Greenpeace on Wednesday raised the alarm over microplastics in rivers after finding the pollutant in all the rivers it tested in Britain, calling it a "problem of enormous complexity".
"We ignore this problem at our peril," warned David Santillo, senior scientist with the Greenpeace Research Laboratories at the University of Exeter.
"Once microplastics are in the river, they become impossible to remove again, so we have to solve the problem at the source."
Researchers from the NGO tested 13 rivers earlier this year, casting nets in 30 rural and urban areas.
They found 1,271 pieces of 15 different types of plastic, nearly half of which were polyethylene, and included items from degraded straws to microbeads.
Only two of the "relatively rural" 30 areas did not test positive, Greenpeace said in its report, published Wednesday.
"We are witnessing just the tip of a plastics iceberg," it said.
The nets were only able to collect samples that were no deeper than 10 centimetres (four inches).
The impact of microplastics on freshwater fauna has yet to be determined, the study says.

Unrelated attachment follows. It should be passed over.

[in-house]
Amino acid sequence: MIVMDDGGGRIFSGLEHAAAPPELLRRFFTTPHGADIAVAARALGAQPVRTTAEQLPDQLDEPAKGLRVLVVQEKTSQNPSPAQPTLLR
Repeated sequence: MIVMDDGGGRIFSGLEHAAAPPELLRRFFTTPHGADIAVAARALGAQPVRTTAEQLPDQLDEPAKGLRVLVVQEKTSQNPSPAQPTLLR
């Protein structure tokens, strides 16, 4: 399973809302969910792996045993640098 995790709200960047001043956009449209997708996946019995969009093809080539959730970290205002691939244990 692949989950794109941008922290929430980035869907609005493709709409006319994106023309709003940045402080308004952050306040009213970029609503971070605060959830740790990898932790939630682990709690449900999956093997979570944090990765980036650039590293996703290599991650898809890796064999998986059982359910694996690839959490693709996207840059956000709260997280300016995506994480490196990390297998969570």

The River Mersey in northwest England was the most polluted, with 875 microplastic samples collected in half an hour.
That makes it even more proportionally polluted than the "Great Pacific Garbage Patch", which is recognised as one of the most plastic-polluted expanses of water on earth, Greenpeace said.
It called on the British government to set legally-binding targets to reduce the production of single-use plastic packaging by at least 50 percent by 2025.
A ban on the sale of cosmetic and personal hygiene products containing microbeads in the UK came into force in January 2018.
Greenpeace urged for an extension of the ban to include other products such as sunscreen, lipstick and other household products.